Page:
He’s not even my second favourite, either.
OK, so, yeah, Batman Day is a made-up holiday that we celebrated last week, but it still had me pondering. And, honestly, I’m just not that excited by Bruce Wayne. There was a period when I was fascinated by this character, all rolled into his brooding psychological struggles and his elegant, sneaky way of going about his superheroic business. Fear, trauma, guilt. These are fascinating things, and Bruce Wayne wraps all of them up into a whole that is worth thinking about, and certainly worth following. There’s a reason he’s a big deal.
But now, when I think of Batman, and what I love about Batman, Bruce isn’t who comes to mind. He’s now far from the only character to wear the cowl, from short cameo appearances to alternate universes to his own death in Grant Morrison’s seminal run on the character. When I think of Batman, now, I think of legacy, of the way other characters can interpret what Bruce Wayne invented.
So I think of Terry McGinnis, the hero of Batman Beyond, the Batman of the future, and the one DC character I’d kill to write if I could (call me, DC!). Terry is just a kid, a delinquent with a tragic history who needs direction and a guide to put his thirst for justice to good use. His story involves reinterpreting Bruce’s ideas under his direct tutelage, creating a Batman persona that’s, in essence, a second draft.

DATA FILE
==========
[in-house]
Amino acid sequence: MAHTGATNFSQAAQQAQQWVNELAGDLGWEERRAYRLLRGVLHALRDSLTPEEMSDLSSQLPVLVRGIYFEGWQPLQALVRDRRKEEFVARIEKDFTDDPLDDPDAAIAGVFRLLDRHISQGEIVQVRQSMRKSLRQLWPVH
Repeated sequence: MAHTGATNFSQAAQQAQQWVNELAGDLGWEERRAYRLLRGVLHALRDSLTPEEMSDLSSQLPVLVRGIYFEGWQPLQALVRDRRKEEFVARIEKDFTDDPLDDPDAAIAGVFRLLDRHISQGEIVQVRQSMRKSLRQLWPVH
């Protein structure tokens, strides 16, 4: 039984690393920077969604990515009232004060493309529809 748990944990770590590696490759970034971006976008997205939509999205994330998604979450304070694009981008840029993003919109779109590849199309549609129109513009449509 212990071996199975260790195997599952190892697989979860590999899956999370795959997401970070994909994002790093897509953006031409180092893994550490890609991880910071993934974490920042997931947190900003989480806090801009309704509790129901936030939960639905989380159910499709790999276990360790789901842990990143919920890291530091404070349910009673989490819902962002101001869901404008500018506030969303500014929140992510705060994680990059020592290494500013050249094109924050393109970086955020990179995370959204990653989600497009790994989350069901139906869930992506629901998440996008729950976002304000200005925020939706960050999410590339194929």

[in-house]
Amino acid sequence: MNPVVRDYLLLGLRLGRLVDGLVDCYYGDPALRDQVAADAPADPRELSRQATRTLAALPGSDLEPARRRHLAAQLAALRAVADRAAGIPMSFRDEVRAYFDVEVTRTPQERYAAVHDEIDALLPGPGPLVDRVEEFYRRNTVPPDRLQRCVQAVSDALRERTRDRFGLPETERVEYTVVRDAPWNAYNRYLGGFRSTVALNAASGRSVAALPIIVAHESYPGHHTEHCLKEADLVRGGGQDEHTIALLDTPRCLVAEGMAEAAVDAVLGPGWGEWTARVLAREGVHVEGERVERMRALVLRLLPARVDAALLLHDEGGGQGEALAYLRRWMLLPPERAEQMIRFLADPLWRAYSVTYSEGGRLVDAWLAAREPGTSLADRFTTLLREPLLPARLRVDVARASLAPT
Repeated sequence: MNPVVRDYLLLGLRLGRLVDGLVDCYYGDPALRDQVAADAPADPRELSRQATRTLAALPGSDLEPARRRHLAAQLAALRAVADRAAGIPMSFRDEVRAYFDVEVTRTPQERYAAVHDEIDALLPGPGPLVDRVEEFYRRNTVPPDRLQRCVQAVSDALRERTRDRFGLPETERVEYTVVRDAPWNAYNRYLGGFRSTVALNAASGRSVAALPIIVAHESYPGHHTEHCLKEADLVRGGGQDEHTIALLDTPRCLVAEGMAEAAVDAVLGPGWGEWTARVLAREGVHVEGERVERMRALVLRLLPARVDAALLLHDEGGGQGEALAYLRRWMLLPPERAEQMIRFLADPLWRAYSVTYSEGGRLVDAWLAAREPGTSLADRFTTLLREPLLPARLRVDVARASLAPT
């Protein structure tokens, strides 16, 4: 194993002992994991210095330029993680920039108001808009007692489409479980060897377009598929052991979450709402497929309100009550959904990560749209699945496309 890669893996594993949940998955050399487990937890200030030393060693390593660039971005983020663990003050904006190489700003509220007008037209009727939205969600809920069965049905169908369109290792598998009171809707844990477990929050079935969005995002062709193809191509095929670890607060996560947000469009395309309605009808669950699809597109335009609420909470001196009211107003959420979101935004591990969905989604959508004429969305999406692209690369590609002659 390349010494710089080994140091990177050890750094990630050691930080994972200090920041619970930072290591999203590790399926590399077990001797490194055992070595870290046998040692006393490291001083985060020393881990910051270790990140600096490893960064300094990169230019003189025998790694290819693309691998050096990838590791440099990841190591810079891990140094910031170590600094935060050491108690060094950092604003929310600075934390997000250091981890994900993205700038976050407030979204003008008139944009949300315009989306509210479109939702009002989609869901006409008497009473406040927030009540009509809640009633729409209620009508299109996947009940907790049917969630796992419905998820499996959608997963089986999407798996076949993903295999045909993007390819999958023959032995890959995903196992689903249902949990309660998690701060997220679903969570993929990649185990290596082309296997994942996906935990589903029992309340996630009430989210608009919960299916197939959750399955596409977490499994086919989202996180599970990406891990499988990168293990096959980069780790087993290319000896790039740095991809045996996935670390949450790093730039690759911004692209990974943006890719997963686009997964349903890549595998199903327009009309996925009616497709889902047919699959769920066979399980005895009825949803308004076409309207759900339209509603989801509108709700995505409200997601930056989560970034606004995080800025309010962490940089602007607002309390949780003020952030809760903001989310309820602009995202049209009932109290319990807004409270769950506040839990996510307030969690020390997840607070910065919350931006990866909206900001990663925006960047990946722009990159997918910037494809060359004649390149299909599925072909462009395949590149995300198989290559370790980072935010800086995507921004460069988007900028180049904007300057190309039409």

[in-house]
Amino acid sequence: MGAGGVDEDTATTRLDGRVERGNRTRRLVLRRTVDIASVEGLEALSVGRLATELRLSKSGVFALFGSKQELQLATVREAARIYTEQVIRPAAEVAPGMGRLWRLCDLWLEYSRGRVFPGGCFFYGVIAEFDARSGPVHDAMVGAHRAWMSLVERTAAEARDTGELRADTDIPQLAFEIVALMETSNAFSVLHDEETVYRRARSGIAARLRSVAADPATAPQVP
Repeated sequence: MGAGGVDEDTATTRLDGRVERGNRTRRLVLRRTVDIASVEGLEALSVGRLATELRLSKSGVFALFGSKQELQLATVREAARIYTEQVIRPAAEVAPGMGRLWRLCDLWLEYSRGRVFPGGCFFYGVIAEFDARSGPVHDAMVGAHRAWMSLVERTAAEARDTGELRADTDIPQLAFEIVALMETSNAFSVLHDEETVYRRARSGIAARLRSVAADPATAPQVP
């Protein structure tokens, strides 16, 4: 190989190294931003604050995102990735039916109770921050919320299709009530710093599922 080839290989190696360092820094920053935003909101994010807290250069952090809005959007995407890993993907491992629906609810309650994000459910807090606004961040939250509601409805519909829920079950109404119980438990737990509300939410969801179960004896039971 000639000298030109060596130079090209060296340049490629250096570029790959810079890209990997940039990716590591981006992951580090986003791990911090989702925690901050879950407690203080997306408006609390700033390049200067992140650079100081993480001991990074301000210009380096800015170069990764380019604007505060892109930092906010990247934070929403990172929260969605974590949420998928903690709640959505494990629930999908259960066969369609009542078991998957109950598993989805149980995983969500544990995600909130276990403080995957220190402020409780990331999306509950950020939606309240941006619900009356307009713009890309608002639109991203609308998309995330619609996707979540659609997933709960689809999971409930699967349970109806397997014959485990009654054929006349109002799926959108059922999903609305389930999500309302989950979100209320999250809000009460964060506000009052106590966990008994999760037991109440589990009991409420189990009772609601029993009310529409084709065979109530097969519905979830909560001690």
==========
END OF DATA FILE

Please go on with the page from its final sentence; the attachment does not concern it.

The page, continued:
A Batman who avoids the mistakes of his predecessor while retaining what works. I love the way, in the cartoon, Terry slowly builds a whole persona in his Batman costume. A voice, a way of fighting, a way of talking that mixes his Robin-esque tendency toward snark with the snarl and seriousness of, well, Batman. It’s a character coming into his inheritance.
My other favourite Batman is an alternate future version of Damian Wayne, who features in a handful of short side stories during Grant Morrison’s run on the Bat books, introduced in Batman #666. In this future, Damien has made a deal with the devil for power, and the whole world has gone nearly to hell.
He’s a Batman who is, flatly, bad at being Batman. He kills, he causes collateral damage, he absolutely tarnishes his father’s legacy. But, dammit, he tries. He does everything in his power to keep Gotham from going even farther over the brink than it already has. He fights old and new enemies. He honours his father, in his own brutal way.
What I love about both of these Batmen is that they cement Batman’s story as one that’s about family, about a group of people coming together to heal from their trauma and fight for others.